Chases and Escapes: The Mathematics of Pursuit and Evasion

By Paul J. Nahin | Go to book overview

Introducation

“Chases and escapes” are activities that might be said to define human existence, no matter where or when, ranging over the entire spectrum of violence from the romantic pursuit of a future spouse to the military pursuit of a target to be destroyed. Young children are introduced to both chases and escapes when they learn the simple rules of the game of tag: played by at least two, one player is designated as it, who then chases after all the others, who, of course, attempt to escape. When the it player manages to catch one of the evaders he or she yells “Tag! You’re it!,” that evader and the pursuer change roles, and the game continues until all drop from exhaustion. Parents love tag! The related game of hide-and-seek, also of this genre, is equally attractive to young children (and to their parents). And surely all readers can remember the fun of watching the old Looney Tunes Road Runner/Wile E. Coyote chase-and-escape cartoons. Hollywood’s interest in chases dates, in fact, at least as far back as the 1914 serial The Perils of Pauline, with countless imaginative escapes by the heroine from her dastardly guardian’s attempts to do her in.

As we grow older we leave hide-and-seek, tag, and cartoons behind, but there remains, for most people, a deep interest in pursuit-andevasion; the fascination simply becomes more sophisticated. The inherent conflict of chasing and escaping, of the battle between the hunter and the hunted, is the basis for at least half the fictional writing in the world. By their high school years, for example, most students

-1-

Notes for this page

Add a new note
If you are trying to select text to create highlights or citations, remember that you must now click or tap on the first word, and then click or tap on the last word.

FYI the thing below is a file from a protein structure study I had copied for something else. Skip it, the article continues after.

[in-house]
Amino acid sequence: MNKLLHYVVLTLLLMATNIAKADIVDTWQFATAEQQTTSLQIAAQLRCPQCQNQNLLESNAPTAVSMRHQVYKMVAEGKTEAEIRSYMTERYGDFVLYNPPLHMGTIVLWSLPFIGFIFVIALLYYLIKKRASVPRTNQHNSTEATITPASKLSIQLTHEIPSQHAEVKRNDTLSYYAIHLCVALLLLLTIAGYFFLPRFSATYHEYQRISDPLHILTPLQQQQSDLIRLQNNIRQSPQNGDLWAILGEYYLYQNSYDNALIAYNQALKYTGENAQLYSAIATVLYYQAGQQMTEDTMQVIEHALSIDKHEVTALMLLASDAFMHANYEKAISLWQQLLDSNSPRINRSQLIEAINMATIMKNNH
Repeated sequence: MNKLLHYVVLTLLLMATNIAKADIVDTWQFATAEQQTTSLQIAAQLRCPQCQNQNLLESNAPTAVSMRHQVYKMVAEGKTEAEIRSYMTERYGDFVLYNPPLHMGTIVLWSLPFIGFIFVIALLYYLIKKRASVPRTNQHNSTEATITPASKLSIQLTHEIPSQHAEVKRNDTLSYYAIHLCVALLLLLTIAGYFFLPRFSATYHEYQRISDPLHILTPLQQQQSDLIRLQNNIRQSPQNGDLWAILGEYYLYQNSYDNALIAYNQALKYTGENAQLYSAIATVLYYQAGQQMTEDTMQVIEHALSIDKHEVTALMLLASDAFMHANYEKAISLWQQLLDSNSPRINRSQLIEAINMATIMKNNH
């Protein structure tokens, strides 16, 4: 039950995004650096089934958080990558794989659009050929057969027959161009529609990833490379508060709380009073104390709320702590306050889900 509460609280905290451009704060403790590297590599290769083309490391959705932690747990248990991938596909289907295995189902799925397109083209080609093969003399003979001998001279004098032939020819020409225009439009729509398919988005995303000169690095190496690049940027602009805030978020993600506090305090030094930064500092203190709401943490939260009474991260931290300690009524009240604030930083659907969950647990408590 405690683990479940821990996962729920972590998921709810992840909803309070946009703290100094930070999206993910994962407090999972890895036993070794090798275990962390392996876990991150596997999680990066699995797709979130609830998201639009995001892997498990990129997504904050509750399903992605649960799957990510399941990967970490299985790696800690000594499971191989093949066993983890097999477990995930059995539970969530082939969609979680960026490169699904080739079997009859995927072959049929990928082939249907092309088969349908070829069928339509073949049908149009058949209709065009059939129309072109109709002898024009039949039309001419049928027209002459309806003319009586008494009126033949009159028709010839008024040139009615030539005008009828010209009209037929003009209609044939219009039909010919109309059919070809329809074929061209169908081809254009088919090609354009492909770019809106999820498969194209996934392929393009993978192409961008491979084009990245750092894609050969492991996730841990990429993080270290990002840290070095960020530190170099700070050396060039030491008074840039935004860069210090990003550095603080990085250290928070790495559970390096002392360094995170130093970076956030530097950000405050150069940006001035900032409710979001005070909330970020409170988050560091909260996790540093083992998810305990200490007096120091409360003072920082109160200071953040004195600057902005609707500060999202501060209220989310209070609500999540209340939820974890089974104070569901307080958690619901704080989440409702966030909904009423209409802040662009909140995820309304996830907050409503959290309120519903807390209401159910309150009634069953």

One moment ...
Default project is now your active project.
Project items

Items saved from this book

This book has been saved
Highlights (0)
Some of your highlights are legacy items.

Highlights saved before July 30, 2012 will not be displayed on their respective source pages.

You can easily re-create the highlights by opening the book page or article, selecting the text, and clicking “Highlight.”

Citations (0)
Some of your citations are legacy items.

Any citation created before July 30, 2012 will labeled as a “Cited page.” New citations will be saved as cited passages, pages or articles.

We also added the ability to view new citations from your projects or the book or article where you created them.

Notes (0)
Bookmarks (0)

You have no saved items from this book

Project items include:
  • Saved book/article
  • Highlights
  • Quotes/citations
  • Notes
  • Bookmarks
Notes
Cite this page

Cited page

Style
Citations are available only to our active members.
Sign up now to cite pages or passages in MLA, APA and Chicago citation styles.

(Einhorn, 1992, p. 25)

(Einhorn 25)

1

1. Lois J. Einhorn, Abraham Lincoln, the Orator: Penetrating the Lincoln Legend (Westport, CT: Greenwood Press, 1992), 25, http://www.questia.com/read/27419298.

Cited page

Bookmark this page
Chases and Escapes: The Mathematics of Pursuit and Evasion
Table of contents

Table of contents

Settings

Settings

Typeface
Text size Smaller Larger Reset View mode
Search within

Search within this book

Look up

Look up a word

  • Dictionary
  • Thesaurus
Please submit a word or phrase above.
Print this page

Print this page

Why can't I print more than one page at a time?

Help
Full screen
/ 254

matching results for page

    Questia reader help

    How to highlight and cite specific passages

    1. Click or tap the first word you want to select.
    2. Click or tap the last word you want to select, and you’ll see everything in between get selected.
    3. You’ll then get a menu of options like creating a highlight or a citation from that passage of text.

    OK, got it!

    Cited passage

    Style
    Citations are available only to our active members.
    Sign up now to cite pages or passages in MLA, APA and Chicago citation styles.

    "Portraying himself as an honest, ordinary person helped Lincoln identify with his audiences." (Einhorn, 1992, p. 25).

    "Portraying himself as an honest, ordinary person helped Lincoln identify with his audiences." (Einhorn 25)

    "Portraying himself as an honest, ordinary person helped Lincoln identify with his audiences."1

    1. Lois J. Einhorn, Abraham Lincoln, the Orator: Penetrating the Lincoln Legend (Westport, CT: Greenwood Press, 1992), 25, http://www.questia.com/read/27419298.

    Cited passage

    Thanks for trying Questia!

    Please continue trying out our research tools, but please note, full functionality is available only to our active members.

    Your work will be lost once you leave this Web page.

    For full access in an ad-free environment, sign up now for a FREE, 1-day trial.

    Already a member? Log in now.